Spring is here again. And no food better represents springs than eggs. The egg has been a symbol of spring in many different cultures dating back to ancient Rome. To Romans, the egg meant new life and reproduction.
My connection with eggs and spring time is Passover. For the holiday, a roasted hard boiled egg represents a festival sacrifice that was offered in the Temple of Jerusalem. We also dip eggs into salt water, combining two of my favorite things: eggs and salt.
And eggs are well known with the holiday of Easter. To Christians, the egg means the resurrection of Jesus Christ. Additionally, egg hunts and colored eggs have become popular with the holiday in modern times.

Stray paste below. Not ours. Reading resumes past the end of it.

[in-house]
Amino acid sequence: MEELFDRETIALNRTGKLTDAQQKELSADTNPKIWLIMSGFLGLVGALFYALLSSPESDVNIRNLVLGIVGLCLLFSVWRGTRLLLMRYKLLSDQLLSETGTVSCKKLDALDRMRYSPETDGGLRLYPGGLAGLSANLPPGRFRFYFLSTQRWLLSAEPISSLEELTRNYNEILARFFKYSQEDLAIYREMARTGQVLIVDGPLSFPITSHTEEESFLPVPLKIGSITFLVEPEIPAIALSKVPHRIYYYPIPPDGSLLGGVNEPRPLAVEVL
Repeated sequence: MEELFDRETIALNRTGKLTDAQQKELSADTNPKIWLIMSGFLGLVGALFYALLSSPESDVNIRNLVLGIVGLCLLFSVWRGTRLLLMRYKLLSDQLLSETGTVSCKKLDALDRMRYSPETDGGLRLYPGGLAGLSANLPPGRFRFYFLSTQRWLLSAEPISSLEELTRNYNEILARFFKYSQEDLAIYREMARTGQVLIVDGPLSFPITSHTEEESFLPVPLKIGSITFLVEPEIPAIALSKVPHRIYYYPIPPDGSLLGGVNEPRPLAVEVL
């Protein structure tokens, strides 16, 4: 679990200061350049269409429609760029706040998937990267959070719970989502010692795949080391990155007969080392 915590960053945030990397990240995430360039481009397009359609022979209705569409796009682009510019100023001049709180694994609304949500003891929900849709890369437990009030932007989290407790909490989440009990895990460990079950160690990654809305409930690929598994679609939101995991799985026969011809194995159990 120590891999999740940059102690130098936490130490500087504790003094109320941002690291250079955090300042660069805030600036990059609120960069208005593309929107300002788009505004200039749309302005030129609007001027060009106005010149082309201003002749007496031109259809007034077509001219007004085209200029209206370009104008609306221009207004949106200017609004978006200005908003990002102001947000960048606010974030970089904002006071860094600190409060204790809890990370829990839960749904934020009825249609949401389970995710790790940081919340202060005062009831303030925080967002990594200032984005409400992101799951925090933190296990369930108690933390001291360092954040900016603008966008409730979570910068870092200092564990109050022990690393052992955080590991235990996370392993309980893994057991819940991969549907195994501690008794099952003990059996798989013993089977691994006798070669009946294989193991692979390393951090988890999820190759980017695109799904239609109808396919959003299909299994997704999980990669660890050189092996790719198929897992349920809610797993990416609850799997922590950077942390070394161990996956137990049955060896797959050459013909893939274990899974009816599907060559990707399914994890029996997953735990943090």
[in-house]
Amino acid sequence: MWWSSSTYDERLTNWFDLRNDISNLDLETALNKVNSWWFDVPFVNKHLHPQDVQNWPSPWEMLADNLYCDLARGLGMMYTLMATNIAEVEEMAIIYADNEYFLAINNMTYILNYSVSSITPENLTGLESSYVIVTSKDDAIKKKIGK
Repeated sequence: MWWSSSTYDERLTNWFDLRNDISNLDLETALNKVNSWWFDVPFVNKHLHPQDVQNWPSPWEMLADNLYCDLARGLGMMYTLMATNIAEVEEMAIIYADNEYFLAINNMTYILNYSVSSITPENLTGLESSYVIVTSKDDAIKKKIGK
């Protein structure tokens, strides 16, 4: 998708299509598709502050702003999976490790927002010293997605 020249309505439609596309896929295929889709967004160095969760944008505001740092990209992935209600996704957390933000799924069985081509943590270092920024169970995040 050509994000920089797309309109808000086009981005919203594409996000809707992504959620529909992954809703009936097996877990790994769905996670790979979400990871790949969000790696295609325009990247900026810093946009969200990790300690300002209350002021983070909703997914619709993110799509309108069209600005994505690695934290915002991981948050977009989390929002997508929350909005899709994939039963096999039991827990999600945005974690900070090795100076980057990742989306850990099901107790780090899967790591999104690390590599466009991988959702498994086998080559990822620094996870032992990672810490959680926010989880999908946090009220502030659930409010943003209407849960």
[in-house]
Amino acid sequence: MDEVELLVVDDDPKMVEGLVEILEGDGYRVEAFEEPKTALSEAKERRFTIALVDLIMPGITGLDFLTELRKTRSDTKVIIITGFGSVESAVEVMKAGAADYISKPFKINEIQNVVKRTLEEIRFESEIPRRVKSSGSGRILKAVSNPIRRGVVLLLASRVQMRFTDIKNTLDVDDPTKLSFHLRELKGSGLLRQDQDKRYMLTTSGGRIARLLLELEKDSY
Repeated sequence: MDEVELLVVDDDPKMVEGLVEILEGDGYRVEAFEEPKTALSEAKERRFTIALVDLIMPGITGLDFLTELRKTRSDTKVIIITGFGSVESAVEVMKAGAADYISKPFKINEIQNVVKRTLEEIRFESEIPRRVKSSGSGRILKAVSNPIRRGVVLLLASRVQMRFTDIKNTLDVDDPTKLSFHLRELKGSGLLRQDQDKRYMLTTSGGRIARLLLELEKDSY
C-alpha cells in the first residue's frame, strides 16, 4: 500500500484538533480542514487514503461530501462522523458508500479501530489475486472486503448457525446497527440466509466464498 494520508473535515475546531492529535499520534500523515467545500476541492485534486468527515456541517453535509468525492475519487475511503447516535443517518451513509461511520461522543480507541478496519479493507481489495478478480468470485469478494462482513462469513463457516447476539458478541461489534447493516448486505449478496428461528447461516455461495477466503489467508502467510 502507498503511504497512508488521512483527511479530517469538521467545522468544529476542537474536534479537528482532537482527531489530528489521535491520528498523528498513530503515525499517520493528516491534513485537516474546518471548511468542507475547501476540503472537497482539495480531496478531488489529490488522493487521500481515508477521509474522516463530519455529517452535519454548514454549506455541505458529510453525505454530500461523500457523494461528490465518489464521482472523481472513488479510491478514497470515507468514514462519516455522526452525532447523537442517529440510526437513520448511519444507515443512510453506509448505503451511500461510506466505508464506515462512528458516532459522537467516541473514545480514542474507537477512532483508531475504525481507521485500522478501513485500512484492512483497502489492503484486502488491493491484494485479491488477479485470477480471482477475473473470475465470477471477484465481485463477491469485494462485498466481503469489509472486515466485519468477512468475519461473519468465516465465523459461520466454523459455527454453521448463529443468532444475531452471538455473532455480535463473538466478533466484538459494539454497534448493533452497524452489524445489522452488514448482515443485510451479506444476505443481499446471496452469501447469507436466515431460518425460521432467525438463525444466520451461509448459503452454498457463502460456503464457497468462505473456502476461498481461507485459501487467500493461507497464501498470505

As The Appropriate Omnivore, eggs have another special meaning to me. It’s one of the earliest foods I remember enjoying. Even before steak. Back in 2011, I learned the benefits of cholesterol and saturated fat. I then realized how amazing of a food eggs are as the yolk has the highest amount of cholesterol in any food. Eggs are also a great source of vitamins A, B, D, E, and K plus provide iron, phosphorus, potassium and calcium, choline. So I can now savor my eggs at breakfast time and not fear eating the yolks.
But as with all foods, it’s important to properly source your eggs and know the true meaning of the labels. There are many brands of organic eggs, but the organic label doesn’t say anything about whether or not the chickens where raised in confined spaces. It simply means the hens were given an organic feed. Even free range isn’t all it’s cracked up to. The only requirement for a free range label is the chickens have access to the outdoors, but they may never be let outside.